RENNA: Leah’s Episcopalian. And Steven Baines, who’s a good friend here in Washington with the Church of Christ, did the ceremony for us. For us, what was important was not having it in a certain kind of church or a certain kind of anything. It was about having our family and our friends, people we care about, there. And making vows to each other in front of God. We could’ve done it on a street corner.

MW: Setting the stage for your marriage, in a sense, let’s go back to your coming out.

RENNA: I came out in college. I was a sophomore at Adelphi University on Long Island. Let’s just say my parents were not surprised, but that doesn’t mean it was super easy for them. I think they were just waiting for the other shoe to drop. They accepted, loved and supported me, but there was also a lot of education that needed to happen, and it took some time.

At this point, the really wonderful thing is that my family is my whole family. My wife and my mom were in the bathroom freshening up after the [wedding] service. I was off doing something else — I don’t ”freshen up.” [Laughs.] They had this really meaningful exchange that my wife told me about, with my mom saying, ”There comes a time in your life when you find that person you want to spend the rest of your life with and you create family with them. And I know that Cathy will take really good care of you.” And Leah said, ”And I will take really good care of Cathy.” I really believe we came full circle when my mother put our daughter in the family Bible. To me, that is significant. She sees Rosemary as her granddaughter as much as her other granddaughter. I’m not the biological mother. I questioned — even in my own mind — would she really fully embrace this child? She’s gone way beyond that. She’s been extraordinary.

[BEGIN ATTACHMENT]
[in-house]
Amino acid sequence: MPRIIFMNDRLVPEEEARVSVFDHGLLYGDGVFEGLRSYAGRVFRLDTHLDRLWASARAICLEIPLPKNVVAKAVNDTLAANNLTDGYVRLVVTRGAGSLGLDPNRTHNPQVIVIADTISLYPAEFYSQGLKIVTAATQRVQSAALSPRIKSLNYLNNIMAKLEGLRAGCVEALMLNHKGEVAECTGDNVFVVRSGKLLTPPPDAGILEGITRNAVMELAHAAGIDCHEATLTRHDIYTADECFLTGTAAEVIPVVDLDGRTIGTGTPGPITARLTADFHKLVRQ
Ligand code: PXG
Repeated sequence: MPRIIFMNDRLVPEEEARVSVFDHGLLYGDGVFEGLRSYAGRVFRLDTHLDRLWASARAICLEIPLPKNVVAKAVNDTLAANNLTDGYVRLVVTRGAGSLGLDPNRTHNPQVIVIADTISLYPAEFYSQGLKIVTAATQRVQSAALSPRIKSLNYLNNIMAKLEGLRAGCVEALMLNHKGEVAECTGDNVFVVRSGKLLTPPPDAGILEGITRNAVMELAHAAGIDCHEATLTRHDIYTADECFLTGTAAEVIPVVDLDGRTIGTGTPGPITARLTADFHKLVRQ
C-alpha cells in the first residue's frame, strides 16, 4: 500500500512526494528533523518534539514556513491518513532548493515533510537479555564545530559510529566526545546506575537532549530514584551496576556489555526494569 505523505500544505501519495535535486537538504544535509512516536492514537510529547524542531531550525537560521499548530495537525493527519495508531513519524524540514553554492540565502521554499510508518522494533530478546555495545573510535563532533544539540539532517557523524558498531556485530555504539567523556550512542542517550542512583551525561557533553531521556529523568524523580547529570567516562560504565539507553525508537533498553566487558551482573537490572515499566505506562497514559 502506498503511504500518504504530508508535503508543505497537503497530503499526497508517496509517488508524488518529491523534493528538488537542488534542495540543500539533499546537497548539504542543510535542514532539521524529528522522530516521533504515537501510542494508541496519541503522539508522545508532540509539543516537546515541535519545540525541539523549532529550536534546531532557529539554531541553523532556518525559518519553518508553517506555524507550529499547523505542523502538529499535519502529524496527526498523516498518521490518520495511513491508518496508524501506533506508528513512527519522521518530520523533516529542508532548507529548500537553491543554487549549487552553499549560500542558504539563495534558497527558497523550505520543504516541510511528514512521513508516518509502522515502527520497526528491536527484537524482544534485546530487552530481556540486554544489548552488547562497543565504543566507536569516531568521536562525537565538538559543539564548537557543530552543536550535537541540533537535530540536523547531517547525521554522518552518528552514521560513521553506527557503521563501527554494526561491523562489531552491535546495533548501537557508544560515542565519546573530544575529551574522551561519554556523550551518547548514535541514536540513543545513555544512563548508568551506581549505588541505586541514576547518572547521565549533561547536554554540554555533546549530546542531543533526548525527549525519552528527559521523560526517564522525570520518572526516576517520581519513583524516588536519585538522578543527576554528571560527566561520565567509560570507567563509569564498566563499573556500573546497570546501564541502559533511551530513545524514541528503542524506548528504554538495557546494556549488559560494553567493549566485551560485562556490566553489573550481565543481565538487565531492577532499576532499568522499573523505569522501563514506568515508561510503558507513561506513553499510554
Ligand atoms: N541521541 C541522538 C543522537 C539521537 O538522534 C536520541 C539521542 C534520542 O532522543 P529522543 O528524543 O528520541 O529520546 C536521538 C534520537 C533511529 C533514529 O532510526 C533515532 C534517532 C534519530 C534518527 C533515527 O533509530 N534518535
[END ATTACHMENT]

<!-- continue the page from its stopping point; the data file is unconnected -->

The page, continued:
MW: What’s a family Bible?

RENNA: It’s a Bible, and in front you put the family genealogy. When someone has a child, when someone dies, when someone gets married, that goes in there. That’s how you keep track of your genealogy. It’s a family heirloom. My mother’s very organized.

MW: Did you have any trouble on a personal level coming to terms with being a lesbian?

RENNA: I think I’d always sensed I was different. I was always a tomboy. I had sort of a combination of both knowing that I was emotionally drawn to girls, and also gender atypicality that made it, I think, a little easier for me. Sometimes it’s harder for girls who are inside the ”femme-y” box.

I also had the extraordinary blessing of having two family members who were lesbians. We’re Italian, so they got the title ”aunts” because they went to college with my dad and uncle. They’re not blood relatives, but they’re my ”aunts.” They were a couple for as long as I can remember. It was really important to have people right there in front of me who were great role models who were wonderful people, part of the family.

MW: Were they at your wedding?

RENNA: Oh, yeah, absolutely. They were the first people I came out to. They were like, ”No! Really? Shocking!” [Laughs.]